The Waitress

Album: Under The Pink (1994)

Songfacts®:

  • In this unsettling album track from Tori Amos' second solo album, the alt-rock songstress - singing from the perspective of a waitress - calmly explains how she'd like to murder her co-worker. "If I did it fast, you know, that's an act of kindness," she reasons. Even more disturbing is that it was based on a real incident after the singer had a bad experience with a nasty server. The resulting song provided a dark element that was missing from the album. Amos told Blender in 2002: "At one point, engineer Paul McKenna said to me, 'You know, Tori, this record's missing something.' I said, 'Oh, okay.' And within 48 hours, I had this horrible argument with a waitress. I'm not kidding. She was the devil. She was Satan. She was a meanie. She became the embodiment of a few women in my life that I was having it out with, and 'The Waitress' got written. And Paul said, 'The record's complete.'"
  • Amos was shocked by her violent reaction to the waitress, but she wasn't sorry. She told the St. Louis Dispatch in 1994: "'The Waitress' is about the agony of admitting that you really have no remorse about ripping this girl's head off. It's a very scary thing to not have any remorse about wanting to kill someone, especially when you think you're a peacemaker. So that song is not just about wanting to kill her. It's about the feelings of wanting to kill her, and what that brings up. I should feel terrible, but I don't. Uh-oh."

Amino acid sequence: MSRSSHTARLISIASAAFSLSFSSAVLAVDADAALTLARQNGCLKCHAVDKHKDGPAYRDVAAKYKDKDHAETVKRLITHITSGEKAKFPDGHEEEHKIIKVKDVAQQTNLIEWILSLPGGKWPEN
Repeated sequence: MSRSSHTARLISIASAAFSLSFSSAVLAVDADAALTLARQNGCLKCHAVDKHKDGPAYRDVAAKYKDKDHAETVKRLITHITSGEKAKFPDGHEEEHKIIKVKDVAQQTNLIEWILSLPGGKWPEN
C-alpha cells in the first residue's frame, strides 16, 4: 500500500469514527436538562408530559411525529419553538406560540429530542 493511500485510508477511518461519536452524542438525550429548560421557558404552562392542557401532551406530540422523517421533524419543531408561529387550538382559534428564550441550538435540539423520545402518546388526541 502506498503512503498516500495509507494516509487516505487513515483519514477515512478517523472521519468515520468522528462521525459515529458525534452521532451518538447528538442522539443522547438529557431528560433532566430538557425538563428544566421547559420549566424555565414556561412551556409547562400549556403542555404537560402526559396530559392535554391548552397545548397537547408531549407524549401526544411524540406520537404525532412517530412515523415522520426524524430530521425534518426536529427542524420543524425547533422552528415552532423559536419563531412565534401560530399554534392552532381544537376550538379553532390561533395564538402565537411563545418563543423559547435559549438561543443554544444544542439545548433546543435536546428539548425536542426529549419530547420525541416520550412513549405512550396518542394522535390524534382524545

• This shares a similar theme with other tracks on the album, such as "Cornflake Girl" and "Bells For Her," of women betraying women. "I've had this idyllic view of the sisterhood that has been shattered over the past year," Amos said in a promotional interview with Hot Press, "that they would never betray each other. But I was wrong and that's what I write about in some songs on the new album."
  • Amos first broke through in the UK with her debut solo album, Little Earthquakes. Her followup, Under The Pink, helped her gain traction in the US, where it peaked at #12.

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